Goodness is a Form of Intelligence: Here’s Why Nice People are very Brilliant.

Goodness is a Form of Intelligence: Here’s Why Nice People are very Brilliant.

There is no such thing as being too good. Most people think of it as a trait people possess that makes them friendly, considerate, affectionate, and all the good characteristics. However, not many would associate goodness with intelligence and this is a very unfortunate mentality. 

Misconceptions about goodness 

Goodness encompasses several virtues including kindness, benevolence, and intelligence. However, people have this misconception that goodness is weakness and stupidity. They don’t believe you can be a good person and still be an intelligent person. Oh, how wrong they are. 

Several misconceptions about kindness exist. Some of them are the claims that kind people are easily taken advantage of, they don’t push back when other people try to use them, they are afraid to say no, they agree with everyone, and they never criticize anything. 

These myths couldn’t have been farther from the truth. The fact is that kind people have a high level of empathy, but are still brilliant enough to know when someone is being — in the simplest of terms — a jerk. 

They recognize a narcissist or a manipulator when they see one and can move away from that toxic environment. They also have profound opinions and are not afraid to share them, although they do this nicely. 

Goodness is a form of intelligence 

Think about the kindest, most selfless people you know. You will see that most of them are open-minded and always willing to learn new things. This makes them more than just a little versatile. Intelligence and goodness are somewhat of a package deal. This means that basically goodness is intelligence and vice-versa. The more virtuous you are, perhaps spiritually, the more intelligent you are as well. [1]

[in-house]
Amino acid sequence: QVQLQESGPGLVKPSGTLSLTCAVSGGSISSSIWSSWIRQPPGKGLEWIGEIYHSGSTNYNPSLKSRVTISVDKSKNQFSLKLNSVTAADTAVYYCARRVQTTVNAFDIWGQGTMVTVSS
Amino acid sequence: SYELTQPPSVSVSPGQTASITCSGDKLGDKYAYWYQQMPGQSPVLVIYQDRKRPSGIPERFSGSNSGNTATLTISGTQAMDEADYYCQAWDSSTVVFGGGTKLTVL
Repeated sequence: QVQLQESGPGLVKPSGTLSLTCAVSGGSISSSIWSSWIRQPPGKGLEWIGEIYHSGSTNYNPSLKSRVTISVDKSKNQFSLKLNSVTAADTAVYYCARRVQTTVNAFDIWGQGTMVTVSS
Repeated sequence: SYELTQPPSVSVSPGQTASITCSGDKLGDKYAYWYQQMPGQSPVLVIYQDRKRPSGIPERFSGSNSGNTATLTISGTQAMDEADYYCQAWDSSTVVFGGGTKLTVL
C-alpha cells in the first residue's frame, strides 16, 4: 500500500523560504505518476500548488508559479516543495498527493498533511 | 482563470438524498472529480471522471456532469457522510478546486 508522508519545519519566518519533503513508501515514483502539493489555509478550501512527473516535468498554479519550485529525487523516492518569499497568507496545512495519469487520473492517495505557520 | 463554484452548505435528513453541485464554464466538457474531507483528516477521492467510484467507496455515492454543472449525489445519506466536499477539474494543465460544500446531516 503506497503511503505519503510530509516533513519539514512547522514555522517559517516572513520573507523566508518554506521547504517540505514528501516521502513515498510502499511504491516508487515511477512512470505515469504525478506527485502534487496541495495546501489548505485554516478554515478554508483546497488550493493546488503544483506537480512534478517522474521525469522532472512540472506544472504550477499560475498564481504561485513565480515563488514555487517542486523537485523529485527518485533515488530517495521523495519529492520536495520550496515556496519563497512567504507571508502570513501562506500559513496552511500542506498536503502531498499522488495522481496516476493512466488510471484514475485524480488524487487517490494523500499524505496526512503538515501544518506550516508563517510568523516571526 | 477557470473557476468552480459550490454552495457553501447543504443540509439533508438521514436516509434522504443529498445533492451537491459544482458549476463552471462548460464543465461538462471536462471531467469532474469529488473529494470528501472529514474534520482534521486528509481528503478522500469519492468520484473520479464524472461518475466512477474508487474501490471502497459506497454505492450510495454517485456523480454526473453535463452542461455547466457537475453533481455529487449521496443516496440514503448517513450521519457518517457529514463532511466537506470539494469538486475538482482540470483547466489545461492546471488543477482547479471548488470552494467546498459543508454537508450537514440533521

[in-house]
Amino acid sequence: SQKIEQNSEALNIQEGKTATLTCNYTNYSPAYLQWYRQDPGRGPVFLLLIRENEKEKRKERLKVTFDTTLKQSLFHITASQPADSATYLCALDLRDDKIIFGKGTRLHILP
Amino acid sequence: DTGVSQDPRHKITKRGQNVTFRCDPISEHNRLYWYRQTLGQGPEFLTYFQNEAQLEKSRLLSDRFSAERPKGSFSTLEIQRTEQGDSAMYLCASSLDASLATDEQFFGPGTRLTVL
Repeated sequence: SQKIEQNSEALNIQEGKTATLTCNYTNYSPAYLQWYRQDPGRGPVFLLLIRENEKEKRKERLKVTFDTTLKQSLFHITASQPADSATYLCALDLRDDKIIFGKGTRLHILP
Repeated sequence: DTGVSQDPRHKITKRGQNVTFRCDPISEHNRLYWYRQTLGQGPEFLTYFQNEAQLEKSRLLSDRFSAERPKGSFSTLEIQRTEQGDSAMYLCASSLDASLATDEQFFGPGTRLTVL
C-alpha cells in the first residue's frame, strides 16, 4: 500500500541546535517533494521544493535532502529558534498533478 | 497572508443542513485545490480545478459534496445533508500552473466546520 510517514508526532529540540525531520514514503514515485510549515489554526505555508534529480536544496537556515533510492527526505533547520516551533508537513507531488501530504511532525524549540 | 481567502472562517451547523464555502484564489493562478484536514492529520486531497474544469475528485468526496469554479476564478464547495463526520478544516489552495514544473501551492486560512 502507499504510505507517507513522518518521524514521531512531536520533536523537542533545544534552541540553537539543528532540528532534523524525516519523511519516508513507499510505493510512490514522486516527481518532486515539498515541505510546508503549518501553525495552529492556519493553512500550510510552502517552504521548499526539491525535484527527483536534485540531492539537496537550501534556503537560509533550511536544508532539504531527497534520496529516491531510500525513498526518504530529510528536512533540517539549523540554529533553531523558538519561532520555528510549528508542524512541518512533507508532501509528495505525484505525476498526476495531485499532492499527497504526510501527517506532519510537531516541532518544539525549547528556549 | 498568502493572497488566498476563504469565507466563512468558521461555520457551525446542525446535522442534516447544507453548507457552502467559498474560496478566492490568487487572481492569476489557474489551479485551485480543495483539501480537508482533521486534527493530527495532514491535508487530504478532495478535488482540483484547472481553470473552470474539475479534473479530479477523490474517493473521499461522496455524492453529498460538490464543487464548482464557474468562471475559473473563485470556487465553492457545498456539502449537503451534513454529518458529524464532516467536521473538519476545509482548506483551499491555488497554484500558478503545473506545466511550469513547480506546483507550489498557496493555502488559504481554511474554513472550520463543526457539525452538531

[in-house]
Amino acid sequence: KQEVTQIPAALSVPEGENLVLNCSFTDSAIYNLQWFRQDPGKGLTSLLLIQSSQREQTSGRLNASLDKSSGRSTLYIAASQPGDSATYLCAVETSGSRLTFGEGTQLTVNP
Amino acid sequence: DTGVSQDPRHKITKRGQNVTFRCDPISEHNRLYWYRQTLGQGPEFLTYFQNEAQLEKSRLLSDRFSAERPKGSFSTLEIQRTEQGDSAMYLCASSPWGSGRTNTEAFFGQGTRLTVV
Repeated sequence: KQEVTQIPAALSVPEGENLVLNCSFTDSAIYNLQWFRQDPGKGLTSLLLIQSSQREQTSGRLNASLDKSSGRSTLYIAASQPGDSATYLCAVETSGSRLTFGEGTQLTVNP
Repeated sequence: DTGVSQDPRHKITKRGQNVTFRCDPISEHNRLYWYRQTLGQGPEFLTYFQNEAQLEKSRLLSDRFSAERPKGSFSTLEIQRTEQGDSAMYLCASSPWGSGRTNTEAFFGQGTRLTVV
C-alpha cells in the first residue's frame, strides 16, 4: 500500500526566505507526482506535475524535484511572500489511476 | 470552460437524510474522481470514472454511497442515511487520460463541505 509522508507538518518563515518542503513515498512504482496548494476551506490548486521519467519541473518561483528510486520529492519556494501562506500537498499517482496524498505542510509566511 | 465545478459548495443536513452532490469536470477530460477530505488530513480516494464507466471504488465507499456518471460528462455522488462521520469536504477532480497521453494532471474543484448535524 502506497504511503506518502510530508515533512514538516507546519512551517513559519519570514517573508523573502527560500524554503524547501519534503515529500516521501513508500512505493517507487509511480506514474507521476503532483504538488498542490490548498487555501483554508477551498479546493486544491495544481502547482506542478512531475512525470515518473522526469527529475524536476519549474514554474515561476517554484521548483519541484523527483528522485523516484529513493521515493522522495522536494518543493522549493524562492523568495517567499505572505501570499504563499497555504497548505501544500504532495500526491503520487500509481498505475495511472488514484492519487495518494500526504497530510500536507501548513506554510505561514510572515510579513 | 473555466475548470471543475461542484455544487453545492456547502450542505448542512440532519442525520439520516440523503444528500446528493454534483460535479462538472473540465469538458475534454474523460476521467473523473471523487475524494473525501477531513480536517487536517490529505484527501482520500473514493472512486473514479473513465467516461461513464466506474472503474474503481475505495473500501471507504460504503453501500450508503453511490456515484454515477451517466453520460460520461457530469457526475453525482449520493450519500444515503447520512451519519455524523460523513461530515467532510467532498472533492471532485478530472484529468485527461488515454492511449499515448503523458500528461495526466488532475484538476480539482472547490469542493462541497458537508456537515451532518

It doesn’t help that there is an age-long stereotype of how very intelligent people are unkind or unable to relate with other people on an emotional level. However, research has shown that this is not necessarily correct. 

It seems that there is a positive correlation between intelligence and compassion.

The link between educational intelligence and goodness or empathy 

A team of researchers from Boston University School of Medicine used data obtained from 590 fourth year medical students to study this link. They used the Jefferson School of Physical Empathy (JSPE), and the results of the Objective Structured Clinical Examination (OSCE) scores in their study.

Eventually, they determined that there is indeed a positive correlation between the student’s JSPE and OSCE scores. This is just an example, or rather proof, that empathy and intellect are not at opposite ends of the spectrum, but are instead very much compatible. [2] 

Kind people might just be the smartest of the bunch

According to neuroscientist Richard Davidson, “The basis of a healthy brain is goodness.” 

The Research Professor of Psychology and Psychiatry at the University of Wisconsin-Madison believes that kindness means you think not just of yourself but of all people. Intelligence requires you to acquire knowledge and skills but it is a moot point if you do and fail to apply it in your daily life.

Besides, it’s way easier to be mean because it doesn’t take a lot of effort. This is as opposed to the hard work it takes to be a genuinely good person especially when people are not there to praise you. 

In an interview with Krista Tibbett for On Being with Krista Tippett, Davidson discussed the relationship between qualities of character such as kindness or love, and intelligence or education. 

Tippett described Davidson as “one of the central people who has helped us begin to see inside our brains and inside the rich interplay between things we saw has separated not that long ago: body, mind, spirit, emotion, behavior, genetics.”

 On the topic of love and intelligence, Davidson said, “I actually think that this is going to be the next frontier for science and neuroscience. I’m not afraid to speak about love… Love, kindness, and education, as you say — I’ve not heard those words put together before. It’s refreshing.